9. Jorge

    Jorge Inactive

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    Well Aggie, I checked your instructors site and it just comfirmed my suspicions. Give anybody who can put together a web site a digital camera and they all of the sudden become "masters of photography". His images are some of the most boring and trite pictures I have ever seen, specially his "travel" pictures. This guy should have that digital camera cracked open on top of his head after that Stonehege picture he took.
    My opinion, learn how to use your digital camera from him, but do not listen to any photo advice he has to give, it will make your photography worse.
     
  10. Guy

    Guy Member

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    Folks,
    I'm a new member to this site and so far found much interest here. I am hoping this does not turn into a "digital is satan" kind of forum.
    I'm here because I use film and like to discuss issues relating to it, as well as general photographic technique. However, I don't see a reason to narrow-mindedly pigeon hole myself into an "analog only" niche.
    Many of the great masters (most notably the grand poobah Ansel Adams) spent their lives diligently modifying and retouching their images, contrary to may purists of their day. They used the tools available to them then and there's no reason we would not use the tools available to us now.
    To me the very thought of placing a limitation on artistic expression is an oxymoron.
    I'm a great believer in using the right tool for the right job. I use a 4x5 view camera for most of my work to get the best neg/chrome possible, and I do use digital technology to process and print my work. I would challenge anyone who thinks that creating a fine art print using Photoshop is any less demanding or requires any less skill than traditional darkroom techniques. I will often spend hours and days agonizing over a drum scan to get it exectly the way I want.

    Guy
     
  11. Guy

    Guy Member

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    </span><table border='0' align='center' width='95%' cellpadding='3' cellspacing='1'><tr><td>QUOTE (Aggie @ Jan 15 2003, 09:35 PM)</td></tr><tr><td id='QUOTE'> I feel better and half the people in the classs commented on how digital will have to go a long way to ever beat one of Gary's prints. </td></tr></table><span class='postcolor'>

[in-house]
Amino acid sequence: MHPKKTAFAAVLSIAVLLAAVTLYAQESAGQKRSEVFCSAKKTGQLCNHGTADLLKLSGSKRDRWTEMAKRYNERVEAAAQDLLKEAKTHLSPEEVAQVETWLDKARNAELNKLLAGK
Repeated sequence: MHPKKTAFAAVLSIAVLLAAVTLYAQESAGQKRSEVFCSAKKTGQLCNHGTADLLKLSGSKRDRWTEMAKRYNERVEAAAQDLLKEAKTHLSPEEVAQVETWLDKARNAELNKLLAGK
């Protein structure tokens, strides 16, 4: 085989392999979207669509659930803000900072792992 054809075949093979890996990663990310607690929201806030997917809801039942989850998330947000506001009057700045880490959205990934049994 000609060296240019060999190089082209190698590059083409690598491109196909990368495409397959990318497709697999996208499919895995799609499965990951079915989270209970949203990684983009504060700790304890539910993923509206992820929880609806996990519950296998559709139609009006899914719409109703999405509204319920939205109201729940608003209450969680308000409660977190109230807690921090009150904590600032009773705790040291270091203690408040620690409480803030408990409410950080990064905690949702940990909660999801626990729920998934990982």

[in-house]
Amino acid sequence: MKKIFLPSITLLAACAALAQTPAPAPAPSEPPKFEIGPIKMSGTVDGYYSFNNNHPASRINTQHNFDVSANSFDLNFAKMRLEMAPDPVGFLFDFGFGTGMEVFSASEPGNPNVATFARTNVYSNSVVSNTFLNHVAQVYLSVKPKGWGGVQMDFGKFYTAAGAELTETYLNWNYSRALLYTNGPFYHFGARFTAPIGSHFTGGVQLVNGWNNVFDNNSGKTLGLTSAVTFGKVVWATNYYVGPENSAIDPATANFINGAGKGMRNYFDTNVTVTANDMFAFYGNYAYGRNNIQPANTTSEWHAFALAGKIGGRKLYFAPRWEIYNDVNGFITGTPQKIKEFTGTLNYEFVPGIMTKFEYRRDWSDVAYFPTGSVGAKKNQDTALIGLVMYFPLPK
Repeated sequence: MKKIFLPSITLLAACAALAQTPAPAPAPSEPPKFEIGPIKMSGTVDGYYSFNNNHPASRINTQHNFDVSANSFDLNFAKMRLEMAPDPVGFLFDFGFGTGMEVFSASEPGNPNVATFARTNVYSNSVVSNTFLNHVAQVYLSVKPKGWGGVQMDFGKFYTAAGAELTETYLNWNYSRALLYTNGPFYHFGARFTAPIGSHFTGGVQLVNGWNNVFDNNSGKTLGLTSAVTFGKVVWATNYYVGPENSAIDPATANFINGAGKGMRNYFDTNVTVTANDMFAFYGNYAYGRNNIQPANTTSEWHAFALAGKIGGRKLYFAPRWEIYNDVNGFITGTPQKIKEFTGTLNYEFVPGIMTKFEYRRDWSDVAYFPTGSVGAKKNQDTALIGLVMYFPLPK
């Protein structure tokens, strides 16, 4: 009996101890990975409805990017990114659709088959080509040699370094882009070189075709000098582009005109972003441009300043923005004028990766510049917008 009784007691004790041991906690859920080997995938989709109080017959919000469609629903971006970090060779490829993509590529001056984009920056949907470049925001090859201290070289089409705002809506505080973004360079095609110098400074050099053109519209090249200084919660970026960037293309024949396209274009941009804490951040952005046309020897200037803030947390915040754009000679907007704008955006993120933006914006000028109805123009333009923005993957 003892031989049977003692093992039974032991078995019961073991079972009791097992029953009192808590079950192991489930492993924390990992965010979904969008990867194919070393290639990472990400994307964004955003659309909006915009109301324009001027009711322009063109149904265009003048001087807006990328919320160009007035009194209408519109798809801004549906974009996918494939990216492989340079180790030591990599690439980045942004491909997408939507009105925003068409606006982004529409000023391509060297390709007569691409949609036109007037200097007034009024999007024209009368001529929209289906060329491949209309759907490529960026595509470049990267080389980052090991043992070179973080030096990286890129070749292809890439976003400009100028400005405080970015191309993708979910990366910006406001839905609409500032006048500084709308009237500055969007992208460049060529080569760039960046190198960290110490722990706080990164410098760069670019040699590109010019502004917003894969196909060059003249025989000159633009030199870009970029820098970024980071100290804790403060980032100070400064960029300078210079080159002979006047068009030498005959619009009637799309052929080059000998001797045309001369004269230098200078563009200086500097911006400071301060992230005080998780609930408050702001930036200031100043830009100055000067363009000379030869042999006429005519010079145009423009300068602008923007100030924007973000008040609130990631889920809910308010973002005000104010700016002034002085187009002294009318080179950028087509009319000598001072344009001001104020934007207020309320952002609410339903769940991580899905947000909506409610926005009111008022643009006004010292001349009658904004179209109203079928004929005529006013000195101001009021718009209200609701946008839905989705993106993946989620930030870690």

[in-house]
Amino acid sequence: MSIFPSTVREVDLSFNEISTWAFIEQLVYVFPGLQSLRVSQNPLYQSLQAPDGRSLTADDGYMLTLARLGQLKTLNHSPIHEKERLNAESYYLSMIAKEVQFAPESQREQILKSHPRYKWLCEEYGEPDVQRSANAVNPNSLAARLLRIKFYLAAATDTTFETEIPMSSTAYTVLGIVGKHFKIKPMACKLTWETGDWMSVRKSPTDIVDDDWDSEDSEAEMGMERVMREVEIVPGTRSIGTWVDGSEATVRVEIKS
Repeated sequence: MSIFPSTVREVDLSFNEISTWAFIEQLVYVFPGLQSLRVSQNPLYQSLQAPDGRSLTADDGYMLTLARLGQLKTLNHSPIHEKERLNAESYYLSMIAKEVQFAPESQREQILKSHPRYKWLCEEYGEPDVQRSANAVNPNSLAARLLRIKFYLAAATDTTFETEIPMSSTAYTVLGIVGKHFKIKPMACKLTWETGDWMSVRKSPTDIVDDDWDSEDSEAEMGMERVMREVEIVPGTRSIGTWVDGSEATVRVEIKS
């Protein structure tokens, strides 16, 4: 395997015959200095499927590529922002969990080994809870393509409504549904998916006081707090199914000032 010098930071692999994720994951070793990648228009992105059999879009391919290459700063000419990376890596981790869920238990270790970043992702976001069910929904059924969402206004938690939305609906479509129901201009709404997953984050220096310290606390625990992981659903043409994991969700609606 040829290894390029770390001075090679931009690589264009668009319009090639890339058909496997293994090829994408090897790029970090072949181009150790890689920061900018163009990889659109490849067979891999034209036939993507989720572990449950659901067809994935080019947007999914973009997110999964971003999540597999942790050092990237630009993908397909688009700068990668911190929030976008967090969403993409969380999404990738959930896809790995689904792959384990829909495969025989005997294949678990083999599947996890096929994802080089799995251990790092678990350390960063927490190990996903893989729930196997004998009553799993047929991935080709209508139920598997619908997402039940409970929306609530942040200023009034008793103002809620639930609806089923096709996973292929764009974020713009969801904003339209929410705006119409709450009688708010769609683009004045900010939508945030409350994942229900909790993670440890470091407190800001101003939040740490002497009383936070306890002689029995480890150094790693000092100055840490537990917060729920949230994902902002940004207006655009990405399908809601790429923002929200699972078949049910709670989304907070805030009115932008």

If you talk to Gary you'll find out that he prints using a LightJet 5000 (it's mentioned on his site as well). This printer does indeed expose traditional photo paper but does so from a *gasp* digital file that's carefully and meticulously edited... *gasp* digitally before being sent to the printer.
    This printer achieves more accurate color and better tonal range than most traditional processes thanks to its *gasp* digital profiles. The paper is exposed using a computer-guided laser and automatically developed. There is no darkroom involved.

    Digital doesn't need to beat Gary's prints. Gary's prints *are* digital.

    Guy
     
  12. Robert Kennedy

    Robert Kennedy Member

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    Yes, but Mr. Crabbe also seems to have decided to run photo paper through an INKJET PRINTER (if I am reading what Aggie posted correctly).

    That alone deserves a smack!

    I don't think anyone here has a problem with Lightjet or Frontier prints. I use Frontier myself. I shoot analog, just have the negs developed, then scan the negs. This saves me $$$. If I just want a print, I crop and touch up in Photoshop, burn to CD and have a bunch of prints made. I can get them done in bulk on a Frontier for just a few bucks per 8x10 that way.

    Now, if I want a REALLY GOOD print....I mean an ART print, I have it done by hand on fibre paper at the shop. It is VERY expensive. But the quality is amazing and the print should last a VERY long time. I also like the softness of fibre.